A couple of months in the laboratory can frequently save a couple of hours in the library.
And now we have Google 😉 In an attempt to avoid some of that time in the lab lining up a load of analogue filters I was tempted to go DSP, but I lack the DSP smarts to do this in hardware, so I turned to the Big G again. Turns out I didn’t spend enough time in the library.
An EEG has two technical challenges, the hardware of the signal-conditioning amplifiers, and then the display mechanism, which was an analogue filter bank and LEDs in the original Mind mirror, and a computer display afterwards. This is software, and in modern practice this hardware/software division is clear. There has been a lot of open source activity in this field, although as it happens I am still drawn to the retro.
There are two big open source/hardware projects for EEG hardware that I can find. OpenBCI seems to be in the lead with a multichannel board that digitises 16 channels of EEG and sends this via Bluetooth to a computer. There is another one, OpenEEG, which seems to be at least 15 years old. Anybody who still keeps their introductory material in Adobe Flash has clearly not kept up with the times.[ref]The sooner the company Adobe can be stamped into the ground and turned to dust for dreaming up such an evil concept as the Creative Community software rental scam the better IMO. I am glad that the Internet finally picked up the fact Adobe is an insidious protection racket holding your work to ransom and rerouted around it bringing us HTML5 audio and video. Creative Cloud is the epitome of what’s wrong with the damn Cloud. They got you by the goolies,[/ref]
The obvious one to favour is OpenBCI, but there’s one small problem. It’s shockingly expensive. A Cyton + Daisy RF module gives me an impressive 16 channels for about a thousand dollars. In comparison, the Vilistus 4 interface is £650 (£850 with Bluetooth).
Unfortunately in the latter case one has to buy a 1984 DOS looking piece of software for £540, which is apparently the most advanced Mind Mirror program yet. Even if I were a billionaire it would pain me to hand over £540 for something that looks like an old program I wrote for a BBC Micro in the late 1980s tracking galvanic skin resistance. But compared to OpenBCI their hardware is pretty good value.
OpenEEG has the problem of being 10-15 years old. The schematic is from 2003, but pretty much how I would have done it. It doesn’t base it all on a proprietary chip, if I blow the input up the INA114P can be changed out for about £7. It’s available for ~£75 assembled, which is sort of within the groove. I’m kind of up to £200 interested in this, not much more. It’s only two channel. I could get the digital interface for another £50.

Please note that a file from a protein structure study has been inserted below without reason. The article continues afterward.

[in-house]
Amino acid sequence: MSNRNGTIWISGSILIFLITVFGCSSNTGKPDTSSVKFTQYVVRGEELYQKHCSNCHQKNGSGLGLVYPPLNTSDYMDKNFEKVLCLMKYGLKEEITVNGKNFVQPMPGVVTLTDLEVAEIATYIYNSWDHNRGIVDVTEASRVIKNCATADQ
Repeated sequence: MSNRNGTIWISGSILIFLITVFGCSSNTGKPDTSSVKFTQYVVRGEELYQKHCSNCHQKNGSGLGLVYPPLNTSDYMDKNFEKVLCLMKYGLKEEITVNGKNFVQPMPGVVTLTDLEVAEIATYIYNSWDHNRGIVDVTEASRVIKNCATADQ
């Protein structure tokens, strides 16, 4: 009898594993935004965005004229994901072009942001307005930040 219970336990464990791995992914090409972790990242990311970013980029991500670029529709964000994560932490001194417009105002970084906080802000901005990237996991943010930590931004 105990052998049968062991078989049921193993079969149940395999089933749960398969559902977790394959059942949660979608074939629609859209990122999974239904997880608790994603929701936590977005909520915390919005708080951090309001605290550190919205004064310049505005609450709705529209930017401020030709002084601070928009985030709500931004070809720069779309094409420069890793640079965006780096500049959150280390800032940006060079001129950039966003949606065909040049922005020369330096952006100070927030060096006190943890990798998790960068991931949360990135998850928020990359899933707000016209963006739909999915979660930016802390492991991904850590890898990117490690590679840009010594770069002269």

So although it’s old, OpenEEG matches my budget and requirements better. There’s not much point in me trying to wrangle the analogue front-end myself, unless I use active electrodes, in which case I can lose the INA114P and I may as well make the analogue back-end LPF of OpenEEG on veroboard
Looks like I am late to the party and EEGMIR from Jim Peters on the openEEG project had largely solved this for me more than 10 years ago. Now I just said a lot of rude things about Vilnius’s most advanced MM software looking fugly, and EEGMIR isn’t a thing of beauty either
but you can’t grouse about the price, if it works 😉 Instant win. Since it runs on Linux it will be Raspberry Pi friendly, in theory, though I have no idea of how much Linux has changed in the intervening 14 years. The nice thing about the Pi is all those GPIO pins – so I can hate on this display all I like, but if I want it to be on LEDs I can do it. And Jim Peters seems to be using IIR filters from the filter description language. I would need to purchase the £50 EEG Digital board or hack a PIC or an Arduino to output the openEEG type 2 serial data format. A 16F88 would probably cope a treat on two channels.
BrainBay’s developer manual describes the openEEG data format thusly:
The P2 Firmware Protocol was the initial transmission protocol of the OpenEEG
project, used by ModularEEG.
P2 uses 17 data bytes to transmit 6 channels of EEG data:
1: sync0; // synchronisation byte 1 = 0xa5
2: sync1; // synchronisation byte 2 = 0x5a
3: version; // version number = 2
4: count; // packet counter. Increases by 1 each packet.
5: Chn1low // channel 1 low byte
6: Chn1high // channel 2 high byte
7: Chn2low // channel 2 low byte
8: Chn2high // …
16: Chn6high // channel 6 high byte
17: switches; // State of PD5 to PD2, in bits 3 to 0.
To actually get timing info you have to get that from the firmware code comment
Packet Format Version 2
17-byte packets are transmitted from the ModularEEG at 256Hz, using 1 start bit, 8 data bits, 1 stop bit, no parity, 57600 bits per second.
Minimal transmission speed is 256Hz * sizeof(modeeg_packet) * 10 = 43520 bps.
Note that data is transmitted in big-endian format.
By this measure together with the unique pattern in sync0 and sync1 it is guaranteed, that re-sync (i.e after disconnecting the data line) is always safe.
and I believe the channels were 10-bit resolution, although the data format allows 16 bits
Big open source display software projects
BrainBay talks the right talk in filter design and is a graphical filter graph sort of application, although mainly using FFT. Bit it runs only on Windows, and I don’t really want to lug a computer around. I could jump over using a Raspberry Pi or suchlike, but not a whole computer. Plus it’s always worrying when the last news item is from over five years ago…
OpenViBE seems more actively developed. And it will run on Linux, so it might run on a Pi. But I get to compile it from source, which is another steep learning curve, so I may stick with the old Open EEG EEGMIR code for starters.